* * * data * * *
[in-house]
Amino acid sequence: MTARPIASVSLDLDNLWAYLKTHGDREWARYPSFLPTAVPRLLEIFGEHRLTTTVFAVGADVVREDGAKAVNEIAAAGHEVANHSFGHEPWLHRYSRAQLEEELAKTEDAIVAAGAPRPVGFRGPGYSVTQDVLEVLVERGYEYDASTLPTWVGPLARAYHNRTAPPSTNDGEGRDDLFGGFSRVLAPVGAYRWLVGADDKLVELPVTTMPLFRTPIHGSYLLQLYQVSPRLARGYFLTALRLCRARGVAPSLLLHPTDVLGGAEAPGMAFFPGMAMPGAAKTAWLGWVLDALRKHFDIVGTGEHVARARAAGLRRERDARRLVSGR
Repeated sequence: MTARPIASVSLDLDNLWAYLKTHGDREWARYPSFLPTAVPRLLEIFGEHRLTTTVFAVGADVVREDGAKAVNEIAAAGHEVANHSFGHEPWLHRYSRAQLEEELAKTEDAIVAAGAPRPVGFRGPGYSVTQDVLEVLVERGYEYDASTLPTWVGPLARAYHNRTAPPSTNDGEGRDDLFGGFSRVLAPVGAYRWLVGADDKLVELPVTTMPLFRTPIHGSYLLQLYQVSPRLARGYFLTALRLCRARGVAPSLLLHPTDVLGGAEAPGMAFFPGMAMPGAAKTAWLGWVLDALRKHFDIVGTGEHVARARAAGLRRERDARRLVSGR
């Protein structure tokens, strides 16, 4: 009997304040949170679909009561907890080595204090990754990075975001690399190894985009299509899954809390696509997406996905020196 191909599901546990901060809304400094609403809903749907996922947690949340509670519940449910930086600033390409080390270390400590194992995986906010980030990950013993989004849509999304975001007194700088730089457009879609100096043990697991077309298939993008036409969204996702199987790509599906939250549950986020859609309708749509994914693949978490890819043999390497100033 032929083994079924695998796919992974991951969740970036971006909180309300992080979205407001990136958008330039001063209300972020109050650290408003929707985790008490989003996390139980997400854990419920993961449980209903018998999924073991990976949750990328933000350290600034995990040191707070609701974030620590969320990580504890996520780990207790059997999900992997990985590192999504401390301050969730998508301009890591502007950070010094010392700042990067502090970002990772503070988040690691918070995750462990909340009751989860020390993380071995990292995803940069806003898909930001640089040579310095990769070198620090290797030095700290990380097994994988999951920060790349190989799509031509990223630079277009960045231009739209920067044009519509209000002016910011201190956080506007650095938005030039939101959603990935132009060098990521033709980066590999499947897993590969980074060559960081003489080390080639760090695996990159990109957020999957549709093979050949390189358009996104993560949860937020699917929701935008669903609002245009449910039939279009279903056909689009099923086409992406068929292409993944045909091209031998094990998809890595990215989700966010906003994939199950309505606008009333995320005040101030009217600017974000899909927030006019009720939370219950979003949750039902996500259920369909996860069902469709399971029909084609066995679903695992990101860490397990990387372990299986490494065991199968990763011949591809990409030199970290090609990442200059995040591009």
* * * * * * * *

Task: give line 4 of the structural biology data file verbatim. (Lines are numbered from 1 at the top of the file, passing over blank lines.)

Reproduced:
């Protein structure tokens, strides 16, 4: 009997304040949170679909009561907890080595204090990754990075975001690399190894985009299509899954809390696509997406996905020196 191909599901546990901060809304400094609403809903749907996922947690949340509670519940449910930086600033390409080390270390400590194992995986906010980030990950013993989004849509999304975001007194700088730089457009879609100096043990697991077309298939993008036409969204996702199987790509599906939250549950986020859609309708749509994914693949978490890819043999390497100033 032929083994079924695998796919992974991951969740970036971006909180309300992080979205407001990136958008330039001063209300972020109050650290408003929707985790008490989003996390139980997400854990419920993961449980209903018998999924073991990976949750990328933000350290600034995990040191707070609701974030620590969320990580504890996520780990207790059997999900992997990985590192999504401390301050969730998508301009890591502007950070010094010392700042990067502090970002990772503070988040690691918070995750462990909340009751989860020390993380071995990292995803940069806003898909930001640089040579310095990769070198620090290797030095700290990380097994994988999951920060790349190989799509031509990223630079277009960045231009739209920067044009519509209000002016910011201190956080506007650095938005030039939101959603990935132009060098990521033709980066590999499947897993590969980074060559960081003489080390080639760090695996990159990109957020999957549709093979050949390189358009996104993560949860937020699917929701935008669903609002245009449910039939279009279903056909689009099923086409992406068929292409993944045909091209031998094990998809890595990215989700966010906003994939199950309505606008009333995320005040101030009217600017974000899909927030006019009720939370219950979003949750039902996500259920369909996860069902469709399971029909084609066995679903695992990101860490397990990387372990299986490494065991199968990763011949591809990409030199970290090609990442200059995040591009």